In today’s critical landscape, be it on topics ranging from professional football refereeing to cinema, we live in a post modern and highly democratized world. Where everyone and their mother take to Twitter, Facebook, Tout or whatever new social networking outlet allows their voices to be heard, all it takes is initiative and an opinion to have your ideas dumped out into the world for conversation, debate or in some cases ignore. Toss in a topic like a film from the ever hands on auteur, the late Stanley Kubrick, and the theories run rampant.
That is where the latest ‘documentary’ entitled Room 237 comes in. Directed by Rodney Ascher, the massively hyped proto-thesis film follows a collection of men and women who take to the iconic horror masterpiece, Kubrick’s The Shining, and give the viewer a cavalcade of deep readings on the picture. Ranging from the film possibly being an apology by Kubrick for assisting in the faking of the Apollo 11 moon landing to the film’s use of dissolves, Room 237 is a deeply thought provoking look at today’s post-modern critical society, while also being quite a fun and engaging critical essay in and of itself. Not all the ideas here may make a whole Hell of a lot of sense, but Ascher’s film uses these absorbing concepts to posit that cinematic obsession may not only be held by those who are directly behind the camera.
Room 237 weaves together five different theories, ranging from seemingly kooky (the aforementioned moon landing narrative) to the seemingly plausible (a man offers up the idea, briefly, that Jack may be or have sexually abused his son) to the just downright entertaining (a portion near the end discusses the film’s relation to itself just backwards) all led by director Rodney Ascher. Not looking to make fun of or make light of the ideas and concepts posited here, Ascher’s film nearly goes out of its way to aid in the support of each claim. While a epilogue at the end of the film offers up the idea that this may all just be wrong, the film ultimately claims that within the world of post modern criticism (of which this is very much a staunch supporter of) anything is possible.
The film itself is rough aesthetically. Playing like a film-based conspiracy theory documentary, the picture plays better as an extended supplement to the film instead of a true blue documentary feature film. Ascher doesn’t put a single interviewee on screen, not allowing for the film to give a face to these ideas instead simply offering up these concepts as nothing more than discussion topics.
And the discussion here is truly this film’s greatest attribute. Inherently a pro-post modern criticism feature, Room 237 not only gives us these theories in an interesting and engaging manner, but it ultimately posits that while they may in fact be grade A bologna, Kubrick was such a distinct and detail-oriented filmmaker that they aren’t beyond the realm of possibility. Take for example the idea of the happenings within the film being driven entirely by Danny. Or the idea that the film is a meditation on human pillaging and particularly the North American settler’s murdering of Indian populations through the early years of this nation. These are not only entrancing theories, but with Ascher’s assured hand in the supporting of these ideas they seem more than palpable.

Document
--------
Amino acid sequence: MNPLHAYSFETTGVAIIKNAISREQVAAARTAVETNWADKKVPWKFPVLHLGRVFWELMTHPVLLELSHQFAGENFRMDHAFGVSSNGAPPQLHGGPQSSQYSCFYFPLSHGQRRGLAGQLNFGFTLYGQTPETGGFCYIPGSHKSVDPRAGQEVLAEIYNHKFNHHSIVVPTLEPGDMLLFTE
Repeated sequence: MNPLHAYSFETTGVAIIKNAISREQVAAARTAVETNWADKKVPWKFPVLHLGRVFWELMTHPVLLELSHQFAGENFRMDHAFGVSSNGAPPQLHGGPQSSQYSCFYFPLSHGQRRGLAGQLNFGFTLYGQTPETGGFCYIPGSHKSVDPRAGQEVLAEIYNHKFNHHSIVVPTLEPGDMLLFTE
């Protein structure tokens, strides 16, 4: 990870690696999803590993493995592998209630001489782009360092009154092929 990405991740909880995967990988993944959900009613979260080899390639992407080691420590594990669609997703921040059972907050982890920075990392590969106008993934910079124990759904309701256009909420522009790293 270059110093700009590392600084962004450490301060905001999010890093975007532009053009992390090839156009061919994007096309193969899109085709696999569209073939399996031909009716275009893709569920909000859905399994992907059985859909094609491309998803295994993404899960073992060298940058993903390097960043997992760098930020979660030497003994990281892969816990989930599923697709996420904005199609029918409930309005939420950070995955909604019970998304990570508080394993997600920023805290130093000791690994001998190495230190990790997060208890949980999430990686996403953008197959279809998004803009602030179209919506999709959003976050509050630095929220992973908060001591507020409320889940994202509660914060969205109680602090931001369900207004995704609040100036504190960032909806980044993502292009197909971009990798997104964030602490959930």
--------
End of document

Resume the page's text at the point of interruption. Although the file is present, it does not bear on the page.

However, Ascher’s film also uses its tone and blanket support to undo itself. Overall carrying a dull and ultimately dreary tone, Room 237 is incredibly self-serious and without an ounce of self-reflection until the final handful of minutes. The film’s tone and structure is a bit off-putting, but with the theories involved here being so intrinsically intriguing, Room 237 will not only have you anxiously wanting to re-watch Kubric’s masterpiece, but wanting to discuss it with whomever will listen to your ramblings.
That all said, the film truly comes into its own as it nears its conclusion. Positing that, like any classical art form, cinema allows for a person’s past experiences (even having a man state that the film may be inherently about the past, both the tactile past and the concept that is past) to play into their experiences with films, Room 237 is truly one of the most intriguing post-modern film critiques in some time. Take for example the interviewees. One a German scholar, he takes a reading on the film that is inherently steered towards WWII and the Holocaust. Another, with a penchant for experimental film, takes a look at the film on a more cinematic level not only in how dissolves are worked, but that it can be played backwards and forwards at the same time to some great rewards. This idea of not only democratization of thought but of the “meaning” of films is easily the film’s most palpable concept beyond just talking about Kubrick, his film and his overall filmography.
Overall, Room 237 is an engaging thesis on not only the state of post-modern film criticism, but itself is a criticism of that very concept. Positing that while it may all be the silly ramblings of men and women a little too deep into their own minds about this film, it also posits that while Kubrick may not have meant for any of these ideas to be inherently in his pictures, when a film is tossed into the hands of the public, their concepts are just as valid as anything the director may have intended. In a world where theories and thoughts themselves are as democratized as ever, is it too shocking that meanings of films have become as plastic and moldable as anything today?